Retired Public Power Leaders Share Expertise, Vision through Temporary Job Placements

This article appears in the November-December 2012 issue of Public Power magazine.

By Susan Ryba

Like most of his public power colleagues, Tim Werdmann wears many hats for the City of Hamilton, Ohio. He began his career with the city as an attorney in the law department, handling labor relations and union contract negotiations. Today, Werdmann is the Director of Utility Operations and Deputy City Manager, responsible for power supply management, electric field services, hydroelectric generation, fossil fuel generation, and transmission & distribution. He is also responsible for the city’s natural gas, water, and sanitary systems. When promoted to his current positions, Werdmann was familiar with utility operations but the retirement of key personnel left the city facing a sudden “brain drain” or loss of organizational memory, particularly as it relates to power supply and utility generation. Therefore, the City of Hamilton brought in retired public power veteran John Twitty on a temporary basis, to advise and mentor Werdmann through the Strategic Power Placements (SPP) service.

Developed by utility recruiting firm Mycoff, Fry & Prouse and Hometown Connections, the SPP service matches retired personnel with utilities to fill critical gaps in technical and management skills on an interim basis. As retirement rates and hiring freezes impact utility operations, SPP finds retired personnel to fill in temporarily. SPP helps public power organizations identify their needs and provides experienced interim leaders to fill executive positions and lead special projects, enabling APPA members to keep their budgets and project schedules on track. SPP professionals also serve as valuable mentors to the permanent staff at each assignment, transferring years of knowledge and experience to a public power organization. Serving approximately 30,000 customers, the City of Hamilton manages an integrated generation, transmission, and distribution system. In addition to operating coal, natural gas, and hydroelectric energy plants, the city is adding generation capacity, transitioning to a new regional transmission operator for its wholesale services, building new substations, and retrofitting existing substations with next generation SCADA and intelligent relays.

John Twitty retired recently as the general manager of City Utilities in Springfield, Missouri, and is currently the executive director of the Transmission Access Policy Study Group.  “In addition to the advice and counsel that John provides to me personally, the City of Hamilton has asked John to embark on a fact finding mission, pulling together an analysis of what our utility is doing well, as well as areas we may need to improve as we address new challenges related to our complex operational environment,” Werdmann said. “We have also asked John to address our critical need to create a succession plan, to ensure the city can attract and retain employees with the requisite skillsets far into the future.

“It has been extremely valuable for me to be able to spend so much time with John Twitty, a public power professional who has contended with all of the same issues managing a public power utility and who offers us an unbiased, fresh perspective,” he said. “I feel very fortunate to have access to his substantial experience and advice.”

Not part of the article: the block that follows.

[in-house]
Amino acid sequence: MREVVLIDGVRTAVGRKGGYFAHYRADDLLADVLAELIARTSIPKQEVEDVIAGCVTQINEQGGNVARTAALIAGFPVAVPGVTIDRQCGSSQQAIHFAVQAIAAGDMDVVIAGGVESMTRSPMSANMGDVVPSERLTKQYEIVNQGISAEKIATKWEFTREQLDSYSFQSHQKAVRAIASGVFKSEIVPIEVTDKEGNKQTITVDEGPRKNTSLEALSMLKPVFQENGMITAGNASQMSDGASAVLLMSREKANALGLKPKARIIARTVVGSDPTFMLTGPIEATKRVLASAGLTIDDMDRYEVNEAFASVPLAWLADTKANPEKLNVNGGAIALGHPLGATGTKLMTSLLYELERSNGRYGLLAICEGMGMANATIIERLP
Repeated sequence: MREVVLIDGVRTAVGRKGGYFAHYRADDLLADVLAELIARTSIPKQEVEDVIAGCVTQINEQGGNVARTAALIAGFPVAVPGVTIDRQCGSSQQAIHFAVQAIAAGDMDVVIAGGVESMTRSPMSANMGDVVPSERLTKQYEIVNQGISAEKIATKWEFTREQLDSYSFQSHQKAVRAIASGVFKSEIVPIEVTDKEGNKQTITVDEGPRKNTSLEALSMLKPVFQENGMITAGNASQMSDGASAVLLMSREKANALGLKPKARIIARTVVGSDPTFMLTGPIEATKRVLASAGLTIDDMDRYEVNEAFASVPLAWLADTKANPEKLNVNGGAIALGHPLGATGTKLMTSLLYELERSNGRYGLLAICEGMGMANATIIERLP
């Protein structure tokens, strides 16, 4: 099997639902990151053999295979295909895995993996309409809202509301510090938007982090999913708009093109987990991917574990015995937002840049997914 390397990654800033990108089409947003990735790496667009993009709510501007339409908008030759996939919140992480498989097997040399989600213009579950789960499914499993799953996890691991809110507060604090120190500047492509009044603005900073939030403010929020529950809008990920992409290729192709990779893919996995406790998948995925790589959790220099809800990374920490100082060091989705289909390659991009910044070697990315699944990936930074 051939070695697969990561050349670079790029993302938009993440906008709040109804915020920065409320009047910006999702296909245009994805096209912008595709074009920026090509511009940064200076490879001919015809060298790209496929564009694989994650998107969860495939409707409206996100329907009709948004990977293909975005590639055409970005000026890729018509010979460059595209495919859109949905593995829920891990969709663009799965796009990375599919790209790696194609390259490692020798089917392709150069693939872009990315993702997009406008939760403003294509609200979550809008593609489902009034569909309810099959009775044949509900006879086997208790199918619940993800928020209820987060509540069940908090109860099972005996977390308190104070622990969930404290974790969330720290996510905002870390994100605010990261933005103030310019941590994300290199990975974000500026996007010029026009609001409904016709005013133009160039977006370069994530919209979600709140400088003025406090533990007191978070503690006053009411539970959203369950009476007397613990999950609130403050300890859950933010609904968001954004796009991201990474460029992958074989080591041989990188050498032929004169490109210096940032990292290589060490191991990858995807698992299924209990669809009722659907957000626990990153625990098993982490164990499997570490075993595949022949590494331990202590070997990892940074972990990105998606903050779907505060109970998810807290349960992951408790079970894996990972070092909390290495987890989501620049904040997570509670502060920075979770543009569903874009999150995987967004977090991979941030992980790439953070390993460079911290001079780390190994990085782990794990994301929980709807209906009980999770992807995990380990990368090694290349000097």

“The City of Hamilton has been providing excellent service to the community for more than 100 years,” Twitty emphasized. “Their rates are competitive, they are on track to expand their natural gas generation, and they offer a major renewable resource through their hydro plants. However, city officials recognized that during this critical time of transition in so many areas, there is value to bringing in for a few months someone like me who has spent a career tackling the very same issues.” Twitty will perform a strengths, weaknesses, opportunities, and threats (SWOT) analysis, preparing a written report for the city manager and city council.

The Lodi Electric Utility in California needed someone to come on board for several months to improve their compliance procedures and documentation, as well as help launch a transmission cost containment project and a strategy for expanding distribution capacity.

“The engagement of a retired public power official on an interim basis has provided a valuable resource our utility can use to train and mentor inexperienced staff, fill vacancies while searching for qualified permanent employees, provide services that do not require fulltime staff, manage the difficulties arising from the financial challenges of municipal government, and meet the utility’s obligation to provide an essential service to our electric customers,” said Lodi Electric Utility Director Elizabeth Kirkley.

PNM Resources serves electricity to more than 720,000 homes and businesses in New Mexico and Texas. “With newly promoted personnel learning their positions, we brought in a retiree from the Strategic Power Placements service to mentor the new staff and to help them improve dramatically the performance of a power plant,” said Pat Vincent-Collawn, President and CEO. “Our retiree possesses the technical and people skills to make this happen. Working with the team from Mycoff, Fry & Prouse to find the right mentor for us has been excellent. They understand the technical issues and the competencies needed to complete a project.  We believe the retired official program is an excellent solution for public power.  It allows a utility to bring in new or less-experienced personnel who can grow into a role, getting the hands-on coaching they need from a professional who is non-threatening.  The staff views the retiree as someone here to help rather than someone interested in taking their position.”

Susan Ryba is a marketing consultant with Hometown Connections.

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